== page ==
Joann Originally Answered: Is my Bearded Dragon Okay? Help?
I'm really concerned about the meal worms, as they are known to cause impaction, though many people feed them to their beardies their entire lives without impaction, many people, my vet included told me to only use mealworms as treats because their skin does not digest well in their stomach and can block their intestines. You also keep sand in there, which is a big no-no. Losing his partner would not have affected him at all, in fact it might have lowered some stress on him because beardies are solitary animals and do not like sharing their living space. I highly suggest at this point to take him to the vet, without pooping the poop is rotting and can cause him to go into toxic shock, which would kill him. edit: toxic shock can set in anywhere from 1-4 weeks, it's dependent on the body
Joann Originally Answered: Is my Bearded Dragon Okay? Help?
I don't blame you one bit for loving your lizard.I feel the same way about mine.had mine since he was afew months.now he is two.he's about 8 months in that picture.now he has orange in him.sandfire orange.anyway I heard that mealworms are not too good for them.super worms locusts crickets dubia roaches are high in protein.have you tried other veggies besides lettuce.like kale, collard greens.etchave. you tried Giving hom a warm soak in the tub.? Sometimes soaking them helps them poop.try giving him dubia roaches next feeding.he'll still eat the crickets.if he hasn't pooped in 2 weeks.thats not good.although bearfed dragons are hardy lizards.you still have to be careful.I also don't use sand.I use shelf liner.same color as sand.to make him eat healthy.sand can cause impaction.please try giving him a warm bath.if that don't help.time to call a reptile Vet.asap.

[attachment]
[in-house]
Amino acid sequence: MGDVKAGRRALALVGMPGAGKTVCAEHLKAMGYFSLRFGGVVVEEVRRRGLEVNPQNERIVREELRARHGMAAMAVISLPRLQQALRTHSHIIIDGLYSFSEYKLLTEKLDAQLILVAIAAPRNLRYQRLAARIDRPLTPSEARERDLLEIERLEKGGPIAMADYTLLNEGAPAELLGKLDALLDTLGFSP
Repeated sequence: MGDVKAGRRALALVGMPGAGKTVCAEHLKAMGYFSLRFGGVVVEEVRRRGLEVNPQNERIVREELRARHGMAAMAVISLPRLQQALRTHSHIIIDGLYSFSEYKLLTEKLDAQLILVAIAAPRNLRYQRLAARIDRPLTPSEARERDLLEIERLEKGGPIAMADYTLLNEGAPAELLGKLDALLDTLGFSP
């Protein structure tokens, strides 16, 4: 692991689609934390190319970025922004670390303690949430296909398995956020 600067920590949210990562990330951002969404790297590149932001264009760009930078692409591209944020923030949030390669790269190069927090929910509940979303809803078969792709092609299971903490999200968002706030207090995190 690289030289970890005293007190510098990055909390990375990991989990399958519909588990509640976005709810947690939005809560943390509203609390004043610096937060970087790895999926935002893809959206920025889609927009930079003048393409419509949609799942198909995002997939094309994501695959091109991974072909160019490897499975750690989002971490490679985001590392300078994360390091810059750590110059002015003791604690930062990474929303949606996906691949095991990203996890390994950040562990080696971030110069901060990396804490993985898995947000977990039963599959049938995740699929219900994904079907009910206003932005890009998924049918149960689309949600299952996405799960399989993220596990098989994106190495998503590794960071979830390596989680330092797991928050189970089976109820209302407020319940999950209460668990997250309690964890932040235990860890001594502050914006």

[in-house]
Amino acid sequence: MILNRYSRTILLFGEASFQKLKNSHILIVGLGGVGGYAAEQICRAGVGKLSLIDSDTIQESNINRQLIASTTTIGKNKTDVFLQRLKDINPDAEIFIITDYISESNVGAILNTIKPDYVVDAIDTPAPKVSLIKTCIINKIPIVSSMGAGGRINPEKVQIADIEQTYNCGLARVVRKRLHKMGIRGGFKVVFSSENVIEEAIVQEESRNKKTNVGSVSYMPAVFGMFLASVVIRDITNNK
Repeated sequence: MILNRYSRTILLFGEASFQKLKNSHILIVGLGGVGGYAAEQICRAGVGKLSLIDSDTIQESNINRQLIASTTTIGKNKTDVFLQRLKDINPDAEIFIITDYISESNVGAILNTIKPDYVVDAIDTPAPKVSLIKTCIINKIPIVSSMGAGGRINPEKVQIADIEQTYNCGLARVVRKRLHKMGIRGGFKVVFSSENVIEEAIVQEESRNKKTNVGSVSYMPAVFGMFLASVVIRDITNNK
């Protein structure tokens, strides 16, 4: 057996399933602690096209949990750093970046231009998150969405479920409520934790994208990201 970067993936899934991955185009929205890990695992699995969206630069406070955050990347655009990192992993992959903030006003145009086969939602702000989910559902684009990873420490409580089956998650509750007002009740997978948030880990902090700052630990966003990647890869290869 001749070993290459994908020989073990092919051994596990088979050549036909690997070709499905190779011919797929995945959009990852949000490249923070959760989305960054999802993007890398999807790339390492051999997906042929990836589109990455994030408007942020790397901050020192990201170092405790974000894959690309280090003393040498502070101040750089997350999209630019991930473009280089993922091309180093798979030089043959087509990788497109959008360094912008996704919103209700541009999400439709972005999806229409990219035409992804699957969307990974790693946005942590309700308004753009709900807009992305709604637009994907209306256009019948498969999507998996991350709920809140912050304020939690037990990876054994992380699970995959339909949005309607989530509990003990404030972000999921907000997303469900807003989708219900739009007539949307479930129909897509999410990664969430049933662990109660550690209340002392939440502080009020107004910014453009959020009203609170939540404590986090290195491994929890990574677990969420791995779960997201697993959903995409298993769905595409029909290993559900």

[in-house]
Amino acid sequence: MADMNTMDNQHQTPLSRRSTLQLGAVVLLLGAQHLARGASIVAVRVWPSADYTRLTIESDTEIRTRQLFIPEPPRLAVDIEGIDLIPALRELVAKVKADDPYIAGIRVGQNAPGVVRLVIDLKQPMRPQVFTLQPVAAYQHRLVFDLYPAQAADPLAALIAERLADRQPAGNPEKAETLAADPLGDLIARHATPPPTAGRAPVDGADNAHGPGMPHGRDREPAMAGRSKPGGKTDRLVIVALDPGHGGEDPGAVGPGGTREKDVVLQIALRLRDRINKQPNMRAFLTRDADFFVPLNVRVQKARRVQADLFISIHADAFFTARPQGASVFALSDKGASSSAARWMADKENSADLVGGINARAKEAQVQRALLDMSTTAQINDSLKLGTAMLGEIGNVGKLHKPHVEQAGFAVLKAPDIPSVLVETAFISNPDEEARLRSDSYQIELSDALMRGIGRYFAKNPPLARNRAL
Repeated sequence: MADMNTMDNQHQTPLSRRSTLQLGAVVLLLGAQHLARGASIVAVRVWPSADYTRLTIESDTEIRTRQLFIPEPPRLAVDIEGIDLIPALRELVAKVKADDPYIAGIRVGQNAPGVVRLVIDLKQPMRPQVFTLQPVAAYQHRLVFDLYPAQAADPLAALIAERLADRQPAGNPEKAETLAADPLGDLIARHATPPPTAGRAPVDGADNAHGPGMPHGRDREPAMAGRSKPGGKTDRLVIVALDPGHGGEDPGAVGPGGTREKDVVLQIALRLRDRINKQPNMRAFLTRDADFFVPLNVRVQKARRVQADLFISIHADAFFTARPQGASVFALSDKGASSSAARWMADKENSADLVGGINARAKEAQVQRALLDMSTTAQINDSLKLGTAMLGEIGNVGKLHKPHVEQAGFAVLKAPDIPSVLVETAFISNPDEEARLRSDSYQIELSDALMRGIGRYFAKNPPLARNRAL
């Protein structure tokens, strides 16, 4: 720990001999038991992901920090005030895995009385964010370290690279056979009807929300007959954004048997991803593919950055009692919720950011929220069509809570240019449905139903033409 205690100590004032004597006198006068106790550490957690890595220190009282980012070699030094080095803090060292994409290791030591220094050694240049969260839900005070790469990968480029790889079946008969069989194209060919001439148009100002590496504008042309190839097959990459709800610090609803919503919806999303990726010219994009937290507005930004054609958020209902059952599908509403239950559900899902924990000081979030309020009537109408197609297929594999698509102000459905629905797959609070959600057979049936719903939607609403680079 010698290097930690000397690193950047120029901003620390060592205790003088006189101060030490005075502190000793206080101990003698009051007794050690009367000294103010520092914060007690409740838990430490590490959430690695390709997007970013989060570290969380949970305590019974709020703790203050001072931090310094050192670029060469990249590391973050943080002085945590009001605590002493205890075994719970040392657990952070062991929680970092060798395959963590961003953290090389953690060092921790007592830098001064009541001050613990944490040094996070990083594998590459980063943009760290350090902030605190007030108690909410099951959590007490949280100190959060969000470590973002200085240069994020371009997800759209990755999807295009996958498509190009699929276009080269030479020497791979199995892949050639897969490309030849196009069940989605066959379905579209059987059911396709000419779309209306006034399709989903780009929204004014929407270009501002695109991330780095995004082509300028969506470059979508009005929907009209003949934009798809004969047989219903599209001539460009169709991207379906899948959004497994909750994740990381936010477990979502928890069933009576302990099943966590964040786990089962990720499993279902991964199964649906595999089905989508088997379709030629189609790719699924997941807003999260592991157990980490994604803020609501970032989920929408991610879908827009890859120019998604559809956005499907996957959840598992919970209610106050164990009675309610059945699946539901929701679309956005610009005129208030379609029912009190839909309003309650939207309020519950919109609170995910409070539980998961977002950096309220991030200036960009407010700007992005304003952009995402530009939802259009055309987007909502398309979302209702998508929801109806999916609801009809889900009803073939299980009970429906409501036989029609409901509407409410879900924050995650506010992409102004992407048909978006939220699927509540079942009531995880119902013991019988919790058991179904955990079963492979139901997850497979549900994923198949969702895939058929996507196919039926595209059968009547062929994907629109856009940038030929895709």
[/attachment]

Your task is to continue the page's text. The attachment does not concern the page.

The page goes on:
Joann Originally Answered: Help on feeding bearded dragon?
Just to clear up something first, the crickets or insects offered should be no bigger than the width between the beardies eyes. Hatchlings and juveniles should be offered crickets or woodies 2 or 3 times a day, as much as they can eat in 5 to 10 mintues. They should also be offered greens every day, spraying with water can help keep these fresh and keep the bearded hydrated. Sub adults and adults only need to be fed insects once per day - again as much as they will eat in 5 to 10 minutes, along with greens. Staple foods include : crickets, alfalfa (plant not sprouts), prickly pear, collard greens, dandelion greens, turnip greens, mustard greens, endive, escarole, all types of squash, silkworms Occasional foods include : alfalfa sprouts, peeled apple, apricot, green beans (canned or raw), kidney beans (canned), lima beans (canned), blueberries, bok choy, celery (stalk and leaves), peeled cumcumber, dahlia flower, grapes, mango, peach, pear, pineapple, plum, raw pumpkin, seedless raisins, strawberries, raw zucchini, kale The powder you are talking of is calcium powder, you can also buy a multivitamin powder to dust their crickets with. The amount you should dust is listed below : Calcium – under a year old ( every day ), 1-2 years old ( 6 days per week ), over 2 years old ( 5 days per week ), prebreeding or gravid ( 6 days per week ) Vitamins – under a year old ( 4 days per week ), 1-2 years old ( 3 days per week ), over 2 years old ( 2 days per week ), prebreeding or gravid ( 3 days per week ) I hope this helps!